The Dispossessed by Ursula Le Guin - fiction, but an exploration of what an anarchist society would look like. The subtitle is 'an ambiguous utopia', and I think that's fair enough - the author says that she's not an anarchist herself, and I think that does come through, but it explores a lot of ideas about how our society works.

I've never read Starship Troopers, noblegiraffe, but I definitely will now!

Movingonmymind Sun 07-Feb-16 18:15:32

Agree with Brave New World which i read as a teen. It massively challenged my thinking around the effects of nature versus nurture and now in the Ivf age about its ethics, sex selection, surrogacy etc etc on s societal level. Not sure what else has changed or challenged my thinking other than the obvious ones - guess some in feminism- Wifework, Bitch, Female Eunuch, life after birth which together made me feel that my sex had finally caught up with and trapped me like most women on giving birth.

cressetmama Tue 09-Feb-16 17:14:33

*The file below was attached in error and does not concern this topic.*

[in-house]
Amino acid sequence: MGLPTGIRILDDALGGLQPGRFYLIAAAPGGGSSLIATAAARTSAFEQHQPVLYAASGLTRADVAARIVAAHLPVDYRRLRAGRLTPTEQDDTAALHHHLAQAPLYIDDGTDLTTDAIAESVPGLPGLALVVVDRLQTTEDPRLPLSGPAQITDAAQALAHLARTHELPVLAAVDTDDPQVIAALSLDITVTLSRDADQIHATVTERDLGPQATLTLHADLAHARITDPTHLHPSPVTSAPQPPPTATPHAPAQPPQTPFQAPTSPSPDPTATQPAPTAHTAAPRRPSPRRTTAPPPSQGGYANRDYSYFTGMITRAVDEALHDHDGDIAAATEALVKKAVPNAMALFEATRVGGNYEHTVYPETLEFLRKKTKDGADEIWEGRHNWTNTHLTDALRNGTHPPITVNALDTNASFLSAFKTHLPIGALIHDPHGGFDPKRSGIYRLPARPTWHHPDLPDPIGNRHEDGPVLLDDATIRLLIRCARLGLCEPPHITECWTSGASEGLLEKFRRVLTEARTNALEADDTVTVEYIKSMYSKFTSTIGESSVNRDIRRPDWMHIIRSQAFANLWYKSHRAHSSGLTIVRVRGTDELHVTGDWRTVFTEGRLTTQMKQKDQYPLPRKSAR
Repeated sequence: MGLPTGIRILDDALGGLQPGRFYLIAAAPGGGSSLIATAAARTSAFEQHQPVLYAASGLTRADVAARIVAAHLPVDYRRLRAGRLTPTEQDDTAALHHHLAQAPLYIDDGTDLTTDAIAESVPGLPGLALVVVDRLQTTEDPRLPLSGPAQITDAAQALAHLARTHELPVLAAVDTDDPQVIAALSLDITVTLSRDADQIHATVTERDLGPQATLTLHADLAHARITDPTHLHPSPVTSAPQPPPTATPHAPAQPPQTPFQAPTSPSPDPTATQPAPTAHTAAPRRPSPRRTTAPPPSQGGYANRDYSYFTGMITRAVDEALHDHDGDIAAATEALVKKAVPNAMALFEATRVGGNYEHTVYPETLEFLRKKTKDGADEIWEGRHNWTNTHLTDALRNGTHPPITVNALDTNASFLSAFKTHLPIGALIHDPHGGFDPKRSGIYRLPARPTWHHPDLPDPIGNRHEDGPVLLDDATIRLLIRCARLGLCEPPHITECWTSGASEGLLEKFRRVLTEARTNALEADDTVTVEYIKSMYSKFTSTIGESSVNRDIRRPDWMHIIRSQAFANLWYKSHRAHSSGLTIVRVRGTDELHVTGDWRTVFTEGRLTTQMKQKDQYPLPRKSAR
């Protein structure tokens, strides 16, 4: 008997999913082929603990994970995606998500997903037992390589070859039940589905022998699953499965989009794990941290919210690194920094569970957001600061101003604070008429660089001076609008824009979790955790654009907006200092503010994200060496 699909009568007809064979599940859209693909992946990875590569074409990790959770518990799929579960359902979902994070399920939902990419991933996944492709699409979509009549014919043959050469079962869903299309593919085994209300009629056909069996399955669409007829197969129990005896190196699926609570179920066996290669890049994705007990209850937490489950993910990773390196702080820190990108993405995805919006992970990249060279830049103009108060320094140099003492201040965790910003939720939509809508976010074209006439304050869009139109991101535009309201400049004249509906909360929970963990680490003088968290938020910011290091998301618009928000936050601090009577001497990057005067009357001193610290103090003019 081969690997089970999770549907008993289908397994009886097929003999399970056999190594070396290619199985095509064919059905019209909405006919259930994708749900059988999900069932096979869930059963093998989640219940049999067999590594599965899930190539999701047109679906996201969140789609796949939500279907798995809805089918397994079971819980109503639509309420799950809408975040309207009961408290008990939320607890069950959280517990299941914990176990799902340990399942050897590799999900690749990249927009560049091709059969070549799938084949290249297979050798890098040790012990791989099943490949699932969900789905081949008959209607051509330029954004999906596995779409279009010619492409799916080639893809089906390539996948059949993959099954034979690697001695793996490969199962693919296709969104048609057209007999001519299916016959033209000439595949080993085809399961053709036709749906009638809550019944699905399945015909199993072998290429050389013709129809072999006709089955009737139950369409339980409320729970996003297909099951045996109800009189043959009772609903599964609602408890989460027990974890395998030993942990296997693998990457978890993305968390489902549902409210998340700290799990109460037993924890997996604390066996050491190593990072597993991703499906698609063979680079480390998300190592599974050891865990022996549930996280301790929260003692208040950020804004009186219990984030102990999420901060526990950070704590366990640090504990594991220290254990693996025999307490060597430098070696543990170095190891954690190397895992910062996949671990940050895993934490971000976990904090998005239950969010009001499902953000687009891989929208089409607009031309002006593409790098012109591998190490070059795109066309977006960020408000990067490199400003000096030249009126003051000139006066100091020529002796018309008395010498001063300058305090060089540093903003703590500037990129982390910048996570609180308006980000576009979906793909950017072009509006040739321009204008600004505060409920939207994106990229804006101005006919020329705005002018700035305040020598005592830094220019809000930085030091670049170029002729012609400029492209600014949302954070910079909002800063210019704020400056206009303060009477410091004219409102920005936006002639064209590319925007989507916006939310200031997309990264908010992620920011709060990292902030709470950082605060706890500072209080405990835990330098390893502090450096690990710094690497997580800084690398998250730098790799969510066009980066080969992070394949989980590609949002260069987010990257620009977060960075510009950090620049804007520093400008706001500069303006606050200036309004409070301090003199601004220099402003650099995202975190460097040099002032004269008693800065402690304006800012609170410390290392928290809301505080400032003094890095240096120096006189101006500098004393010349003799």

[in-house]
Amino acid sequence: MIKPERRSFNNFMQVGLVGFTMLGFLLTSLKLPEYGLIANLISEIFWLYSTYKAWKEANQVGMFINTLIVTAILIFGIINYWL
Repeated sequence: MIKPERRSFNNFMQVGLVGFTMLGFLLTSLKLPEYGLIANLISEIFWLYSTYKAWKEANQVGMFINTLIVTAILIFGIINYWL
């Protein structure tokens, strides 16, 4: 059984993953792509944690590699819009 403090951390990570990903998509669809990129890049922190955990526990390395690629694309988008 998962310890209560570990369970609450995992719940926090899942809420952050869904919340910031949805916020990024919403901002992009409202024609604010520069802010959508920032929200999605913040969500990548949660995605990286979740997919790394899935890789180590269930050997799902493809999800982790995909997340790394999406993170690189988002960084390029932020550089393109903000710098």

I like the sound of Starship Troopers. Have always largely ignored the science fiction shelf so maybe it's time to rectify that omission. Thank you.

Twerking9to5 Tue 09-Feb-16 19:23:59

I've also always ignored the sci fi stuff but have enjoyed any of that genre I've accidentally read!!

I'll throw one in as well-our book group chose a series of short stories by George Saunders called "tenth of December". I immediately thought I'd hate it-wasn't sure about short stories and it sounded really dark and weird. It's one of my favourite books (although really divided the book group!). Definitely made me think about the darkness of human nature.

everydayinMK Thu 11-Feb-16 09:20:02

The Theseus Paradox - because it's based around a life changing real event, was written by someone who was actually there, was investigated by the Sunday Telegraph - and people on the book forums are raving about it and desperate to know how much is real and how much is fiction! Click here: hyperurl.co/KindleTheseusParadox

UnDeuxTroisCatsSank Thu 11-Feb-16 09:28:35

Cosmos by Carl Sagan.

A work of genius, with his humanity and love of all humanity shining through. Definitely changed my life and I read it once a year.

DansonslaCapucine Thu 11-Feb-16 22:15:23

Slaughterhouse-Five by Kurt Vonnegut. It's about an American unit who arrive in Dresden after the Allied bombing.

Also, one of his short stories about having to take a pill and commit suicide when you are 50 as society can no longer afford to look after you. Must have read it as a teen and it has stayed with me (I'm 39).